This will be more of a rant instead of my usual organized review. That is because Seeker is a long and really confusing book that leaves you feeling kind of disturbed. I struggled so hard to get through this book. The only reason I didn't add this to my DNF list is because I felt that I have been doing that too often lately and I wanted to make sure that I gave this book a real chance. Frankly, I wish I didn't.

To begin with, the plot is all over the place. At first you believe that you are set in medieval times but then you're in modern London and then Hong Kong (at least I think) and you're given no understanding as to how the characters went from place to place. The setting is generally always unclear and it's disorientating.  Next, it's never clear what exactly a "Seeker" is or what it's supposed to be. Throughout the book I found myself asking, "what is going on? Where are they? What are they doing? Who's mind am I in?" One minute you're in the past, the next you're in the present and it never fully pulls together in a cohesive manner. It seemed more like I was reading a pile scenes that the author had written before writing a completed first draft. This book thrusts its audience into a world and situation that are so completely underdeveloped and then expects the audience to understand everything fully but they are not given the proper tools to do so.

The book is split in multiple POVs which I have no problem with but it just made the book even more confusing. They all sounded the same but had different backgrounds and plots that never unite together. There is just a lot going on and left me with more questions than answers. In addition, I didn't like any of the characters (not that I was really given a chance to know them or understand them). I was told who to like and who to dislike. You're told about the character's relationships and the worst part is not even the fact that you don't get to see them develop. It's that they make absolutely no sense to you. They claim that they love each other then they try to kill each other. Oh and the main couple? They are third half cousins. No, that's not a typo. That's exactly how they are described. I've read many classic novels where cousins fall in love and I'm okay with it. Hell, I'm a huge fan of Cersei and Jaime in Game of Thrones and they are brother and sister. Yet, somehow I was disturbed by this couple. Maybe because in the story it's mentioned over and over again how it's wrong that they shouldn't have any feelings for one another. Also that the characters emphasize that they are only half third cousins which they use to justify that it's okay for them to be together. The whole thing just made me feel yucky.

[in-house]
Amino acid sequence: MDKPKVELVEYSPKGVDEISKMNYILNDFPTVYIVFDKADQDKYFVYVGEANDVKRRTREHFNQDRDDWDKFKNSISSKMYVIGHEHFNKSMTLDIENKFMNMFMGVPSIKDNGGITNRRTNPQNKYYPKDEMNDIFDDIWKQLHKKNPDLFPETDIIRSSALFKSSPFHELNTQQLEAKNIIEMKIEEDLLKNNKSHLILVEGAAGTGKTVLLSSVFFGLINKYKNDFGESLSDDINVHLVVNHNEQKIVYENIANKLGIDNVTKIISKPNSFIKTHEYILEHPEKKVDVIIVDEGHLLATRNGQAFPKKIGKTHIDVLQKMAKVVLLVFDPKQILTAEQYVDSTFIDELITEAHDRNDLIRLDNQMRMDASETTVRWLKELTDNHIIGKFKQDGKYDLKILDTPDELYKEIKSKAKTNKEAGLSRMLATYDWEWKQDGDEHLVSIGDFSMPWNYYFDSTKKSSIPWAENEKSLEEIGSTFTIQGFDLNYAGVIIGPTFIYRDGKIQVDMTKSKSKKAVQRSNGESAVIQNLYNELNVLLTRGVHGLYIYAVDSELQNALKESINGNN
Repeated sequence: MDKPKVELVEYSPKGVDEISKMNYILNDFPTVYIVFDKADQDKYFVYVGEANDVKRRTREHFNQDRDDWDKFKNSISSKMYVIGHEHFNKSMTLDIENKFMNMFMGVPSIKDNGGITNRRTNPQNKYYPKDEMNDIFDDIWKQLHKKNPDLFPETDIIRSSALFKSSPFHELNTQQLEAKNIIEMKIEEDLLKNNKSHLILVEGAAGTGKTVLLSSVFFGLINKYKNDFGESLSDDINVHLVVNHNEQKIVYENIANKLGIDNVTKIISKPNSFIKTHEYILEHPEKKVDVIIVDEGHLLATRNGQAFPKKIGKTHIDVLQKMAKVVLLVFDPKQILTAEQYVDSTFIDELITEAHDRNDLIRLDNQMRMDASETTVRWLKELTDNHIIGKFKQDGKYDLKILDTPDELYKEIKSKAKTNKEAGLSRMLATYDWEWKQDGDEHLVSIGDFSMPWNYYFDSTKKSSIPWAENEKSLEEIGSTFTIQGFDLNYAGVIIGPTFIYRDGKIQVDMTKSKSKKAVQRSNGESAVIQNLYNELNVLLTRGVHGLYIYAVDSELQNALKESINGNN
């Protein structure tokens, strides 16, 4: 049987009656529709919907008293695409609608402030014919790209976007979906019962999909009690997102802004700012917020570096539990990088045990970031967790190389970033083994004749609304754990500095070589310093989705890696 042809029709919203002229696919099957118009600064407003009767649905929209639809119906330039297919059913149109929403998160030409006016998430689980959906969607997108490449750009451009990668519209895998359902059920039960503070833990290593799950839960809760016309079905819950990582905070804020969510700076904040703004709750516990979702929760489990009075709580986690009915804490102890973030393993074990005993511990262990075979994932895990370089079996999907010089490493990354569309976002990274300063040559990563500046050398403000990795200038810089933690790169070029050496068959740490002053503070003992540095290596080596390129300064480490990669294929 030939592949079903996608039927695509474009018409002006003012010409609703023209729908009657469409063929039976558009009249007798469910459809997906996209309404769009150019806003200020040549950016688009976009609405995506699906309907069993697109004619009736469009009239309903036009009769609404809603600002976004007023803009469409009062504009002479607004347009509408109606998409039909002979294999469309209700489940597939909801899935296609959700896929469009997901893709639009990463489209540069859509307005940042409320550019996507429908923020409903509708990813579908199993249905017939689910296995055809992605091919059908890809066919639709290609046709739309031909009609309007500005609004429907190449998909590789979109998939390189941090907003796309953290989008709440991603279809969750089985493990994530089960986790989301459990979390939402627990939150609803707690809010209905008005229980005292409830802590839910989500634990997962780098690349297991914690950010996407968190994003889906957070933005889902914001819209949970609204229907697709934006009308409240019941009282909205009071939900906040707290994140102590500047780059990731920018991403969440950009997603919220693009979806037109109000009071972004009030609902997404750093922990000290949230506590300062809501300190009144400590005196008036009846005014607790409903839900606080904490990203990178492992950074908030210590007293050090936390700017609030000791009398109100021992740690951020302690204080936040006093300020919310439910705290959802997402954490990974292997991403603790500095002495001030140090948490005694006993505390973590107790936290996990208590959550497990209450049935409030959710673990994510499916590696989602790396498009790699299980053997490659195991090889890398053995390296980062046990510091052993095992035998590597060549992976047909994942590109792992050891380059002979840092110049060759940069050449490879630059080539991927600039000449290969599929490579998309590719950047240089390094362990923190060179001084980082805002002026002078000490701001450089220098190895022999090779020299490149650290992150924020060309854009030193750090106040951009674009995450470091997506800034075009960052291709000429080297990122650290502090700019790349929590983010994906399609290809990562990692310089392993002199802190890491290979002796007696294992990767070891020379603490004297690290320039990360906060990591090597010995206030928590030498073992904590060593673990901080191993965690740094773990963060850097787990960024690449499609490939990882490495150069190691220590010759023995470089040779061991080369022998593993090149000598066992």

Needless to say, I didn't like this book. I wanted to and I tried as much as I could to give it a real chance but no amount of trying could have turned my thoughts or feelings around on this one.

Tuesday, February 3, 2015

Half Wild by Sally Green ARC Giveaway

This giveaway is now CLOSED. The winners will get their e-mail from me by the end of today (Feb. 22nd). Then they will have 48 hours to get back to me, otherwise I will have to  randomly select new winners. 

Monday, February 2, 2015


Before I became a blogger I always tried my best to finish every book I picked up. The main exception to this was War and Peace, which some of you will already know why I didn't finish it from my book bucket list post. Anyway, I always thought that even if a book started out terrible that it could turn itself around before the end of the book. Many times I have been wrong but I didn't think it was fair to judge an entire book just by reading a couple of chapters.

Now that I'm a blogger, I receive many ARCs and other books to read and review that it's hard to keep up with them all. Recently I have had to force myself to add books to start a DNF list because with so many books and a bunch of dead lines I end up wasting more time on books that don't deserve my attention. And yet, I still feel bad about the ones that I don't finish. I find myself wondering if I was wrong and if I should have given it more time.

On Goodreads, I'm forced to mark a book as read when I add it to my DNF shelf but I never rate it because I don't think it's fair to rate something I never finished.

What do you guys think? Do you have this problem? Do you wonder about the books you didn't finished? Or are many of you just happy to move on to the next book?